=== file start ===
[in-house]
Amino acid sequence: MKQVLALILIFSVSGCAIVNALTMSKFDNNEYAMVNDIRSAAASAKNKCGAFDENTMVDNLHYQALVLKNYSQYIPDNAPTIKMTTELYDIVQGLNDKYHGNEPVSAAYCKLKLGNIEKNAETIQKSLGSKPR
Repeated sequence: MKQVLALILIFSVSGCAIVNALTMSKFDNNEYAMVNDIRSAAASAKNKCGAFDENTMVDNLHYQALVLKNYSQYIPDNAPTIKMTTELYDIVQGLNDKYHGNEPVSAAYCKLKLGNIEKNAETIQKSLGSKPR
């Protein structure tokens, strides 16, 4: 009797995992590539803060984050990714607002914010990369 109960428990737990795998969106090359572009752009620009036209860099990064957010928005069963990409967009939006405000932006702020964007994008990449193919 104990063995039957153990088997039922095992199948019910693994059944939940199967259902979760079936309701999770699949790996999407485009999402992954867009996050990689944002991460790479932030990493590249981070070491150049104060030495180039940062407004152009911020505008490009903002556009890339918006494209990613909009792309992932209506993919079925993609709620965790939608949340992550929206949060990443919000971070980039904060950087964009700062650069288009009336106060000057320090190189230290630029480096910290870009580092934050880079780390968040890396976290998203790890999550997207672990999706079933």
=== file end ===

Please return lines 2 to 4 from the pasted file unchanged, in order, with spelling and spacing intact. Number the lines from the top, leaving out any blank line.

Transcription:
Amino acid sequence: MKQVLALILIFSVSGCAIVNALTMSKFDNNEYAMVNDIRSAAASAKNKCGAFDENTMVDNLHYQALVLKNYSQYIPDNAPTIKMTTELYDIVQGLNDKYHGNEPVSAAYCKLKLGNIEKNAETIQKSLGSKPR
Repeated sequence: MKQVLALILIFSVSGCAIVNALTMSKFDNNEYAMVNDIRSAAASAKNKCGAFDENTMVDNLHYQALVLKNYSQYIPDNAPTIKMTTELYDIVQGLNDKYHGNEPVSAAYCKLKLGNIEKNAETIQKSLGSKPR
């Protein structure tokens, strides 16, 4: 009797995992590539803060984050990714607002914010990369 109960428990737990795998969106090359572009752009620009036209860099990064957010928005069963990409967009939006405000932006702020964007994008990449193919 104990063995039957153990088997039922095992199948019910693994059944939940199967259902979760079936309701999770699949790996999407485009999402992954867009996050990689944002991460790479932030990493590249981070070491150049104060030495180039940062407004152009911020505008490009903002556009890339918006494209990613909009792309992932209506993919079925993609709620965790939608949340992550929206949060990443919000971070980039904060950087964009700062650069288009009336106060000057320090190189230290630029480096910290870009580092934050880079780390968040890396976290998203790890999550997207672990999706079933």